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The Top 20 Movies of 2014 — Part Two!

We’re exploring my favorite films of 2014!  Click here for part one of my list of The Top 20 Movies of 2014!  And now, onward…

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15.  Life Itself Steve James’ documentary about film critic Roger Ebert is a magnificent love-letter to Mr. Ebert himself, and to his passion: the movies.  The film is a fascinating exploration of Mr. Ebert’s life and career as a movie critic.  We dig into many of Mr. Ebert’s notable film reviews and opinions, and of course there is a lot of great behind-the-scenes details of his relationship with fellow At The Movies critic Gene Siskel.  It’s fascinating to explore Mr. Ebert’s approach to film criticism and to see how that appealed to and/or put off others.  But what makes this documentary extraordinary is that, at the same time as the film tells the story of Mr. Ebert’s life and career, it also follows him and his wife Chaz during the last year or two of Mr. Ebert’s life.  Mr. James and his cameras had impressive access, and we see the extraordinary challenges that Mr. Ebert faced in his last years, as cancer and surgery after surgery left him without the ability to speak, and missing most of the bottom part of his face and jaw.  I’d seen a few photos of Mr. Ebert from those years, but I never understood the depth of what this man went through.  This film presents a wonderfully compelling human story, one that is tragic but also joyful, and it’s all wrapped up in Mr. Ebert’s profound and infectious love for the movies.  (Click here for my original review.)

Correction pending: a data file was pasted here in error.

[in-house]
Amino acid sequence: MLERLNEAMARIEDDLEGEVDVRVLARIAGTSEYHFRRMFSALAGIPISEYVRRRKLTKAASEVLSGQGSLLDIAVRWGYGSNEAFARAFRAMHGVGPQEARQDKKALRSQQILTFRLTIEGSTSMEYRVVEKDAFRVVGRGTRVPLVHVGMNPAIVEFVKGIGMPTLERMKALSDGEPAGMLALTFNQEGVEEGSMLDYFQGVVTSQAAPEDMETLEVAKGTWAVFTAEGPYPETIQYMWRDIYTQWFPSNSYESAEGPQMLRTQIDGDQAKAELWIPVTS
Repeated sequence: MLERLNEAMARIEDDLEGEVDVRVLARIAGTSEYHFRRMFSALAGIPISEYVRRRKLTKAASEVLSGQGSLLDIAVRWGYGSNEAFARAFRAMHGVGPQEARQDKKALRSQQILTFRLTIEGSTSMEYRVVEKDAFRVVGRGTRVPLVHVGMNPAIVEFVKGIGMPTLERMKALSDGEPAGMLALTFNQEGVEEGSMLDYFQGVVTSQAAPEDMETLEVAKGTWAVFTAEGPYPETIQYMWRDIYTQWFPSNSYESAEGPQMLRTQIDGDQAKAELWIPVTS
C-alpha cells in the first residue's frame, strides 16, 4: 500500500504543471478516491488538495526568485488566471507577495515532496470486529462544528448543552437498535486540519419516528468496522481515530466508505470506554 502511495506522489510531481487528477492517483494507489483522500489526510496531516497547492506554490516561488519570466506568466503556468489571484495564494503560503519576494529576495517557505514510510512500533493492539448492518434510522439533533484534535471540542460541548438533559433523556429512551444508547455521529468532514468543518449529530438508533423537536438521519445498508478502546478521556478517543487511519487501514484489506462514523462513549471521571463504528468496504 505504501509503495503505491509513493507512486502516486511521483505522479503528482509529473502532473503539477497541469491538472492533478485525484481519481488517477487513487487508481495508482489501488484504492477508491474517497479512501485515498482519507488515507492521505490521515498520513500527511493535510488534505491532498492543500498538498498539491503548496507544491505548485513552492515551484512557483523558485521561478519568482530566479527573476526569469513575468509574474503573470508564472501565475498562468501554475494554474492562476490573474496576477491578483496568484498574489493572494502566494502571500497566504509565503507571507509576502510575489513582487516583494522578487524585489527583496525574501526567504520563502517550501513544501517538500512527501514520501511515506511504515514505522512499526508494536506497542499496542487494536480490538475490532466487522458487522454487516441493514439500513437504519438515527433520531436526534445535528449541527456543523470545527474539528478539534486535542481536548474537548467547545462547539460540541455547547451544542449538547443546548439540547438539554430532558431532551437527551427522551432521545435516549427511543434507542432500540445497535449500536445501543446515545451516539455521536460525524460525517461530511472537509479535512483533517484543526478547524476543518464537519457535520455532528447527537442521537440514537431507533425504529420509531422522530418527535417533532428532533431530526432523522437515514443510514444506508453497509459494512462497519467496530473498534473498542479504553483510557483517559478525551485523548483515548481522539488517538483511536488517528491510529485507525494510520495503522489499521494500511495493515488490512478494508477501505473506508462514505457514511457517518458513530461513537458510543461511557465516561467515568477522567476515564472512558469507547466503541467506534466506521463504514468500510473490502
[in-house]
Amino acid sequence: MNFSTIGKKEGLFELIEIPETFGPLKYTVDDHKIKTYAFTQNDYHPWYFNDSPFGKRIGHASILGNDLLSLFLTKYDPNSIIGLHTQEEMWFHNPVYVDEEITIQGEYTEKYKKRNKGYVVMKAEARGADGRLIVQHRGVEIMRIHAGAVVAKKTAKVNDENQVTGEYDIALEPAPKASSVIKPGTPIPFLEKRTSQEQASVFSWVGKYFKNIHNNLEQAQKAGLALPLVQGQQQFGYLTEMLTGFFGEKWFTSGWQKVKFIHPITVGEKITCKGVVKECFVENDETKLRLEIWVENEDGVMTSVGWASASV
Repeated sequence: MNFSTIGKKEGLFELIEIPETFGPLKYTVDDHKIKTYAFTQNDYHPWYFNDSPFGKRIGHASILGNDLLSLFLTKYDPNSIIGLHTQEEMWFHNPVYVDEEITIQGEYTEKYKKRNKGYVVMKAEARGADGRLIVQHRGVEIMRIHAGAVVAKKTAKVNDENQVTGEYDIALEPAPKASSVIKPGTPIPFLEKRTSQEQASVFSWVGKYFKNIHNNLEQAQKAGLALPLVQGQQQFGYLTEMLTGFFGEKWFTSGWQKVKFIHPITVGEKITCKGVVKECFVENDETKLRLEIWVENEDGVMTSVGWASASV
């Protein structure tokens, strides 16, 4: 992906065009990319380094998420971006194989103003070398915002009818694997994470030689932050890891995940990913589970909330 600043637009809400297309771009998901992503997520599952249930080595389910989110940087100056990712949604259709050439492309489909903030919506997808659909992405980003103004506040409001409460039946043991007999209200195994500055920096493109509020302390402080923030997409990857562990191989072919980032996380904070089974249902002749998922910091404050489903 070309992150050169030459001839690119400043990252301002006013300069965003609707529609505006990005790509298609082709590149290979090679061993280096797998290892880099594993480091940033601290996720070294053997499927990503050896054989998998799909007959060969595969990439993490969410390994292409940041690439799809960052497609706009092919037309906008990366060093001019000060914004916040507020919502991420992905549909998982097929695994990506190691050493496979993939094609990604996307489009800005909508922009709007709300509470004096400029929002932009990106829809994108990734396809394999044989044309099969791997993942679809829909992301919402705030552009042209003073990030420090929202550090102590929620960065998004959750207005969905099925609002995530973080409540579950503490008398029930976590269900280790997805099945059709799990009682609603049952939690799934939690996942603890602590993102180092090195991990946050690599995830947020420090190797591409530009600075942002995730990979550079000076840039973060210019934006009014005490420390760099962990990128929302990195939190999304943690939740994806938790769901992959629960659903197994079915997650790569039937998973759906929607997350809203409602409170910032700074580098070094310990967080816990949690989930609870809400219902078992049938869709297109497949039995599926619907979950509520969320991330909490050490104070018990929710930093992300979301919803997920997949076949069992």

FADING GIGOLO

14.  Fading Gigolo John Turturro has created the best Woody Allen film in well over a decade!  This film, written and directed by Mr. Turturro, who also stars alongside Woody Allen, totally took me by surprise.  It’s rare to see Woody Allen appear in a film he didn’t write and direct, and it’s wonderful to see Woody give such a fantastic performance, full of life and joy and comedic zest.  Murray (Woody Allen) and Fioravante (John Turturro) are friends.  Murray’s used book store has closed, and he finds himself at something of loose ends.  When his dermatologist (Sharon Stone) mentions that she and her girlfriend (Sofia Vergara) might be looking for a man with whom they can have a ménage à trois, Murray offers to set them up with his friend Fioravante, for a modest finder’s fee, of course.  Fioravante requires some convincing, but eventually agrees to go along.  Thus begins an Murray’s unlikely career as a gigolo, and Fioravante’s as a male prostitute!  Everyone seems happy, but things get more serious when Murray encounters … [continued]